Dominic Cummings, the Tory prince of smug entitlement, would occupy the lowermost rung on any fantasy ladder of potential House of Shankly knights in shining armour.
Yet, Boris Johnson's amoral Svengali's pompous own goal might - inadvertently - prove as beneficial to Jurgen Klopp as a 25-yard Mo Salah piledriver to the top corner.
The do-as-I-say-not-as-I-do politics of privilege exposed by Cummings cavalier lockdown breach - defended with trademark vacuous bluster by BoJo - is despised by Kopites as red in the polling booth as when Saturday comes.
Liverpool's industrial roots combined with the cruel, class-informed Thatcherite reaction to Hillsborough feed an ingrained and unbreakable Conservative/establishment loathing as deep as the waters of the stilled Mersey docks.
John Aldridge, forever haunted by that dystopian Sheffield afternoon in April 1989, sums up the prevailing mood in one cutting testimony summoned from his Scouse core: "Thatcher hated Liverpool as a city, hated Ireland as a country and had no time for football at all."
In last year's General Election, the city's constituencies from Walton (84.68pc Labour) to Riverside (78.16pc) swam against the national Tory tide in huge, unequivocal numbers.
Enmity runs both ways. It may be simplistic and clichéd to shine a light on an innate Old Etonian wariness of working class towns like Liverpool, but that doesn't make it untrue.
Authority's deep-seated suspicion of the city - as much as Covid-19 containment measures - always seemed at the heart of early calls to shift any fixture where Liverpool might win the Premier League far from their heartland.
The subtext was as outrageous as it was self-evident: These people can't be trusted to do the right thing.
Despite the Mersey police insisting they had absolutely no issue with Premier League games being staged in the city's two historic coliseums, the move to shutter Goodison (for the derby game) and Anfield gathered momentum.
The justification, the one that said supporters might gather in huge numbers outside the stadia, thereby breaching social distancing rules and, potentially, exposing themselves and others to the coronavirus, always seemed a tad lame.
It wasn't only Liverpool's more paranoid sons and daughters who adjudged the policy as one more two-fingers from the ruling classes to the black sheep city by the Irish Sea.
And, then, Cummings jumped in his car and drove the length of England.
The author of so much of the toxic statecraft, for which the Kop is such a frigid cold house, might just as well have broken into a chorus of "You'll Never Walk Alone".
Unwittingly, he has almost certainly ensured that the title ache Liverpool have waited a 30-year eternity to soothe will not unspool in lonely exile.
The moment he turned the ignition key (or, at least, the moment he was caught) for his voyage to Durham, flouting the very lockdown rules he had authored, was the moment the UK government ceded all moral authority to exile Liverpool's coronation.
Oliver Dowden, the UK's sports minister, recognised this on Saturday. In effectively passing the decision on match venues down to the individual cities of the clubs involved, he ensured Liverpool will have the chance to win the title in their own city.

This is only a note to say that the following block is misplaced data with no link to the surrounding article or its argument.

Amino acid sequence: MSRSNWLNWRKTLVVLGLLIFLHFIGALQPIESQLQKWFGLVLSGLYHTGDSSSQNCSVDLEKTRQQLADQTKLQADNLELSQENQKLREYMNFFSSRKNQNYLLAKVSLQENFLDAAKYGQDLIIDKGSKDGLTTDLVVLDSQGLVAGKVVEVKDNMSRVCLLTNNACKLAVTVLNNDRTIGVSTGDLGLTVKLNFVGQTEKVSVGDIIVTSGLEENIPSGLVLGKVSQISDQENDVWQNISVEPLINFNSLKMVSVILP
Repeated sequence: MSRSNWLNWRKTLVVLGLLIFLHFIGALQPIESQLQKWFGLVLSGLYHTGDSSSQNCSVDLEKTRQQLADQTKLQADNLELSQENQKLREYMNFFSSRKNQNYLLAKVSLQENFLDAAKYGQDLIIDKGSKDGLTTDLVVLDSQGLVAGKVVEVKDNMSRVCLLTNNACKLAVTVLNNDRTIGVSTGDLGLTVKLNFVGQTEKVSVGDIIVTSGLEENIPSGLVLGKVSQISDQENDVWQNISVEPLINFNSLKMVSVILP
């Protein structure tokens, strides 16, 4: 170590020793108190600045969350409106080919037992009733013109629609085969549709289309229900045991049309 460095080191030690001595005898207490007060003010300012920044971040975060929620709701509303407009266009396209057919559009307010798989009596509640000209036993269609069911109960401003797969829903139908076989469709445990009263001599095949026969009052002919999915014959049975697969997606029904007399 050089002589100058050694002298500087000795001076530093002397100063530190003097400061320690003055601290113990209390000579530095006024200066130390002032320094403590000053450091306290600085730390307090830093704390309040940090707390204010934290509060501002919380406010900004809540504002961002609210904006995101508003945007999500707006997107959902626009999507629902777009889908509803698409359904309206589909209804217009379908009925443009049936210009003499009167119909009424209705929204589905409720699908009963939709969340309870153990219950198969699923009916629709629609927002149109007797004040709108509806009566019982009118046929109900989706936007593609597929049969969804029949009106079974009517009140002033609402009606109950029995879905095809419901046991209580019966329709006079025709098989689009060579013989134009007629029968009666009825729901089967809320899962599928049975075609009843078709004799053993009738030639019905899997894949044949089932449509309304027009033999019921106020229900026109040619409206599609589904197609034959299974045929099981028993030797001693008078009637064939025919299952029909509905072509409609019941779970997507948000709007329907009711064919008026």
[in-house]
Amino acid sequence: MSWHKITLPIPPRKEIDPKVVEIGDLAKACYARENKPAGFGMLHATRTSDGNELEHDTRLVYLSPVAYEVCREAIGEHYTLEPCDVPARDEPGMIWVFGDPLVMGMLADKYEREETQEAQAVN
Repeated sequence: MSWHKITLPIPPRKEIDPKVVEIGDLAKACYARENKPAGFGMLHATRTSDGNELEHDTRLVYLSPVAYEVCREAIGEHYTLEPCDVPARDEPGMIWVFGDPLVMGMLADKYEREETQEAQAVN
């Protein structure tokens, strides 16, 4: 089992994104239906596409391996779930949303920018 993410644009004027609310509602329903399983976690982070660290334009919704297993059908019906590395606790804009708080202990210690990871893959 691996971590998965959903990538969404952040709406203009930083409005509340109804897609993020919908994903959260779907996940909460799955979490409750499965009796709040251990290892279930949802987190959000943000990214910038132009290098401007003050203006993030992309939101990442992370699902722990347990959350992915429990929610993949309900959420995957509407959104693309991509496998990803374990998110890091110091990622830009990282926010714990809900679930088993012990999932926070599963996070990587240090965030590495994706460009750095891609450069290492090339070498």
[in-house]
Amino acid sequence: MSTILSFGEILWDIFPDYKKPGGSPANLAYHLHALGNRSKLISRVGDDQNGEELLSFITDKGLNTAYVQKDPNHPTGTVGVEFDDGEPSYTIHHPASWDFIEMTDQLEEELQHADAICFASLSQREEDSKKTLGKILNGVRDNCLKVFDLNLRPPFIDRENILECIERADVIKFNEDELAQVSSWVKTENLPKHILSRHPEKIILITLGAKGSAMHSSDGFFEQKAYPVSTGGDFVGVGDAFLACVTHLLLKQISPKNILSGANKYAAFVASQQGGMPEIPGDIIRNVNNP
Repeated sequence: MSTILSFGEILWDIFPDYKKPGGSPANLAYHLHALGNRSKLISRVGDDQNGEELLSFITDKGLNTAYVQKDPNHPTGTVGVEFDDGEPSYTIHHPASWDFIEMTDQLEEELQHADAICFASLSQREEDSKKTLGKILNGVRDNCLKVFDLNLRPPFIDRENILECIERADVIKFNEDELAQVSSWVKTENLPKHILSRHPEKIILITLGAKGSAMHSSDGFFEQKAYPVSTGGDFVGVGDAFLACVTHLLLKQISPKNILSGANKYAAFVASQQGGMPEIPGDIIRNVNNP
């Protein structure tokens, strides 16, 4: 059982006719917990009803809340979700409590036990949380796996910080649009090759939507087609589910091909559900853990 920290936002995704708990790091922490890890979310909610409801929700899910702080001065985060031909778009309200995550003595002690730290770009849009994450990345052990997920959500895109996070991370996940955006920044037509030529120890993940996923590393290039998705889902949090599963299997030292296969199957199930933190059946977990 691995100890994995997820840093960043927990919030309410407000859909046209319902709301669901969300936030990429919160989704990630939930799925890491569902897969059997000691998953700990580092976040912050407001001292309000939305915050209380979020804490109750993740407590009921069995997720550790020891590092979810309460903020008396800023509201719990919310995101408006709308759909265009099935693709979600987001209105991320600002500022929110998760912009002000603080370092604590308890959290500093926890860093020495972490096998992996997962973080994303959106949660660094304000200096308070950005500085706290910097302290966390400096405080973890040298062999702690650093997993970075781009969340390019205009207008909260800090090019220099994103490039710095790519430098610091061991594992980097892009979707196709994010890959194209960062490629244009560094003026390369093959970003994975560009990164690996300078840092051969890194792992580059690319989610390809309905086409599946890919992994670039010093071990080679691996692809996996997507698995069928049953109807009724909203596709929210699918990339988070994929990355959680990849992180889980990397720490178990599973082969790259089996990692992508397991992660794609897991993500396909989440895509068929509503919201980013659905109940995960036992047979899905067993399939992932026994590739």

It might be in the derby match at Goodison on Saturday fortnight or the home game that follows at Crystal Palace.
But it will not be in some forlorn, far-flung outpost, one with no links to the club or the city.
The symbolism of this matters intensely.
Liverpool Football Club is the most potent emblem of an Industrial Revolution town which, from the time its population was swelled by a cavalcade of Irish famine-time emigrants, has dwelt on the margins.
With apologies to Evertonians, the white Liver Bird set against a crimson background above the letters LFC is the national flag of a conurbation that has always imagined itself less a city than a kind of independent republic.
Bill Shankly, Kenny Dalglish and Jurgen Klopp - none of them natives - are the town's cultural leaders, sun kings for a place that has known its share of darkness. The state of the football club largely dictates the mood of the city.
That the Kop and the rest of the stands must be closed to supporters at this high-water mark in history - two wins will secure a first title since 1990 - feels like a small cruelty in a time of joy that will invade the Liverpool bones. To then be summarily ordered out of their own city felt like a kick in the teeth designed to inflict maximum damage.
Arfon Jones, a senior British police officer, was so outraged by the decision that he filed a Freedom of Information request to discover the justifcation behind such thinking.
An expert in these matters, he was unequivocal in his withering verdict: "The push to play at neutral venues is nonsense and is not supported by evidence."
Jones could see the creeping authoritarianism, even the hint of a kind of cultural apartheid, underpinning the thinking.
But, though nothing has yet been officially declared, it seems the absurdist policy is set for imminent abandonment. An announcement revealing as much could followtomorrow's latest meeting of Premier League clubs.
Klopp, such a consistently impressive, emotionally intelligent figurehead, understood the delicacies of the situation when he chose last week not to make a major issue out of any potential dislocation.
But he may flash those famous pearly whites if, as expected, the neutral venue concept is quietly binned. His contribution to the resurrection of Liverpool deserves an Anfield, or Goodison, coronation.
Jordan Henderson should climb the football podium on Mersey soil. It would not even seem so preposterous, in a time of such giddy celebration, if he included a Tory dark lord in his thank you speech.